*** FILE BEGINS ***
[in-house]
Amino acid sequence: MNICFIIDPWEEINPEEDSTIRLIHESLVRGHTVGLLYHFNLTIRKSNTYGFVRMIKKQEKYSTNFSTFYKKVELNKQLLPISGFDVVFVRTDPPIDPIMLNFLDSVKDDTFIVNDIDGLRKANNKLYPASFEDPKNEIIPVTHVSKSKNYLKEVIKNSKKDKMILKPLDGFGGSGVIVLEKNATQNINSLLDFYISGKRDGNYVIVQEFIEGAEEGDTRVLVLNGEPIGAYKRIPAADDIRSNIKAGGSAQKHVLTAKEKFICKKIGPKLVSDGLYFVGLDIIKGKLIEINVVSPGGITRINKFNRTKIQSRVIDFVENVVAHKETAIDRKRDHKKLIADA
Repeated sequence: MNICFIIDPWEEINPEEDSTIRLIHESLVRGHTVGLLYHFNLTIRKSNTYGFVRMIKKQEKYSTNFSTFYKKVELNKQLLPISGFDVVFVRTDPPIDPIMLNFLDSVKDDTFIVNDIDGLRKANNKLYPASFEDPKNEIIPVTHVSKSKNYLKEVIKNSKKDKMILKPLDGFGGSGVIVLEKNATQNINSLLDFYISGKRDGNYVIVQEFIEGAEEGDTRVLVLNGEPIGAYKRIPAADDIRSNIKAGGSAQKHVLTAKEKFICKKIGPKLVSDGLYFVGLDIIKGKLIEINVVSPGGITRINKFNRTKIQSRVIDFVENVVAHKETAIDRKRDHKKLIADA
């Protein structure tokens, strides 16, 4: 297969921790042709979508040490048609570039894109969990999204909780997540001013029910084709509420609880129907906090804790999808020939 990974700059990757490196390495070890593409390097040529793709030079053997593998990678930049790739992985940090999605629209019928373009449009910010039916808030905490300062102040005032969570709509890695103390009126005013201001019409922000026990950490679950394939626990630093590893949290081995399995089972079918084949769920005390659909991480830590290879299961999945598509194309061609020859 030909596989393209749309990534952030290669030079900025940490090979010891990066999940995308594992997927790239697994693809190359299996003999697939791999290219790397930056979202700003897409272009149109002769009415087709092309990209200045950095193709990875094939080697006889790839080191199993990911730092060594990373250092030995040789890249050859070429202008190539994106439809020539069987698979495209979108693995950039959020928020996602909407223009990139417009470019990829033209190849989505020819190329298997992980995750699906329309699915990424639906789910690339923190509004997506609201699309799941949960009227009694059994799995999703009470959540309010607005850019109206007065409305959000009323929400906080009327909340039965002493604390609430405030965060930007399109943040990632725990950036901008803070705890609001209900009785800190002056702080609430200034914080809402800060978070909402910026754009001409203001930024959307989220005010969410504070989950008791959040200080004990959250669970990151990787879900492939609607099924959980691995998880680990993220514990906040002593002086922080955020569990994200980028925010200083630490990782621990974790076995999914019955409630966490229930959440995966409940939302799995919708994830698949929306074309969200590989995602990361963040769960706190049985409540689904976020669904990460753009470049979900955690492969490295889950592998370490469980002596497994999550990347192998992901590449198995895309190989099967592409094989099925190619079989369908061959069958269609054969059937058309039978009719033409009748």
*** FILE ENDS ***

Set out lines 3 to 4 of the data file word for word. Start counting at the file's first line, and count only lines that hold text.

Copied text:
Repeated sequence: MNICFIIDPWEEINPEEDSTIRLIHESLVRGHTVGLLYHFNLTIRKSNTYGFVRMIKKQEKYSTNFSTFYKKVELNKQLLPISGFDVVFVRTDPPIDPIMLNFLDSVKDDTFIVNDIDGLRKANNKLYPASFEDPKNEIIPVTHVSKSKNYLKEVIKNSKKDKMILKPLDGFGGSGVIVLEKNATQNINSLLDFYISGKRDGNYVIVQEFIEGAEEGDTRVLVLNGEPIGAYKRIPAADDIRSNIKAGGSAQKHVLTAKEKFICKKIGPKLVSDGLYFVGLDIIKGKLIEINVVSPGGITRINKFNRTKIQSRVIDFVENVVAHKETAIDRKRDHKKLIADA
């Protein structure tokens, strides 16, 4: 297969921790042709979508040490048609570039894109969990999204909780997540001013029910084709509420609880129907906090804790999808020939 990974700059990757490196390495070890593409390097040529793709030079053997593998990678930049790739992985940090999605629209019928373009449009910010039916808030905490300062102040005032969570709509890695103390009126005013201001019409922000026990950490679950394939626990630093590893949290081995399995089972079918084949769920005390659909991480830590290879299961999945598509194309061609020859 030909596989393209749309990534952030290669030079900025940490090979010891990066999940995308594992997927790239697994693809190359299996003999697939791999290219790397930056979202700003897409272009149109002769009415087709092309990209200045950095193709990875094939080697006889790839080191199993990911730092060594990373250092030995040789890249050859070429202008190539994106439809020539069987698979495209979108693995950039959020928020996602909407223009990139417009470019990829033209190849989505020819190329298997992980995750699906329309699915990424639906789910690339923190509004997506609201699309799941949960009227009694059994799995999703009470959540309010607005850019109206007065409305959000009323929400906080009327909340039965002493604390609430405030965060930007399109943040990632725990950036901008803070705890609001209900009785800190002056702080609430200034914080809402800060978070909402910026754009001409203001930024959307989220005010969410504070989950008791959040200080004990959250669970990151990787879900492939609607099924959980691995998880680990993220514990906040002593002086922080955020569990994200980028925010200083630490990782621990974790076995999914019955409630966490229930959440995966409940939302799995919708994830698949929306074309969200590989995602990361963040769960706190049985409540689904976020669904990460753009470049979900955690492969490295889950592998370490469980002596497994999550990347192998992901590449198995895309190989099967592409094989099925190619079989369908061959069958269609054969059937058309039978009719033409009748």